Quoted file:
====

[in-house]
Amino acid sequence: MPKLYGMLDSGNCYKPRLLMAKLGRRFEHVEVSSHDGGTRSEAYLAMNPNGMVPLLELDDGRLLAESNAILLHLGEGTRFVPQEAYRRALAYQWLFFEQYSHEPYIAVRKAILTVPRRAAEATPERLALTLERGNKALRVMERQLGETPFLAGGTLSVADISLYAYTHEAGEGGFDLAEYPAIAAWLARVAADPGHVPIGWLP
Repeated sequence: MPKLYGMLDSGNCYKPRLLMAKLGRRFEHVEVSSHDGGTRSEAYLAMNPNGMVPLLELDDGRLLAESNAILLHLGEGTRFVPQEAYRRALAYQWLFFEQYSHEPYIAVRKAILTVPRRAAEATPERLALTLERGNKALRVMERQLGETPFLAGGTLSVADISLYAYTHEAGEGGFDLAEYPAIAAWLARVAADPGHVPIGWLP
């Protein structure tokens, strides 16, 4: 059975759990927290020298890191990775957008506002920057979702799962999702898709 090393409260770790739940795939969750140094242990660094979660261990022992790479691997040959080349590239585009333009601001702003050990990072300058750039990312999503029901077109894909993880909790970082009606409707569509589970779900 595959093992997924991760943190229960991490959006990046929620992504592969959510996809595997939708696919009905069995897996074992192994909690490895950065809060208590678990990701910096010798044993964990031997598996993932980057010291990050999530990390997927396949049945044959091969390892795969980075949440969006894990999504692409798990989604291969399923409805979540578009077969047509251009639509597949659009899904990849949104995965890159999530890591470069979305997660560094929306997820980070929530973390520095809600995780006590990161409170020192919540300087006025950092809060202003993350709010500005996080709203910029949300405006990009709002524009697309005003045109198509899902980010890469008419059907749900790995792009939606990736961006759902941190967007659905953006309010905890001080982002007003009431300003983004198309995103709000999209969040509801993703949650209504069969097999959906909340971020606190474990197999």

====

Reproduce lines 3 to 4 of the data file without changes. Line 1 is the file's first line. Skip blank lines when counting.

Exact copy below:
Repeated sequence: MPKLYGMLDSGNCYKPRLLMAKLGRRFEHVEVSSHDGGTRSEAYLAMNPNGMVPLLELDDGRLLAESNAILLHLGEGTRFVPQEAYRRALAYQWLFFEQYSHEPYIAVRKAILTVPRRAAEATPERLALTLERGNKALRVMERQLGETPFLAGGTLSVADISLYAYTHEAGEGGFDLAEYPAIAAWLARVAADPGHVPIGWLP
């Protein structure tokens, strides 16, 4: 059975759990927290020298890191990775957008506002920057979702799962999702898709 090393409260770790739940795939969750140094242990660094979660261990022992790479691997040959080349590239585009333009601001702003050990990072300058750039990312999503029901077109894909993880909790970082009606409707569509589970779900 595959093992997924991760943190229960991490959006990046929620992504592969959510996809595997939708696919009905069995897996074992192994909690490895950065809060208590678990990701910096010798044993964990031997598996993932980057010291990050999530990390997927396949049945044959091969390892795969980075949440969006894990999504692409798990989604291969399923409805979540578009077969047509251009639509597949659009899904990849949104995965890159999530890591470069979305997660560094929306997820980070929530973390520095809600995780006590990161409170020192919540300087006025950092809060202003993350709010500005996080709203910029949300405006990009709002524009697309005003045109198509899902980010890469008419059907749900790995792009939606990736961006759902941190967007659905953006309010905890001080982002007003009431300003983004198309995103709000999209969040509801993703949650209504069969097999959906909340971020606190474990197999």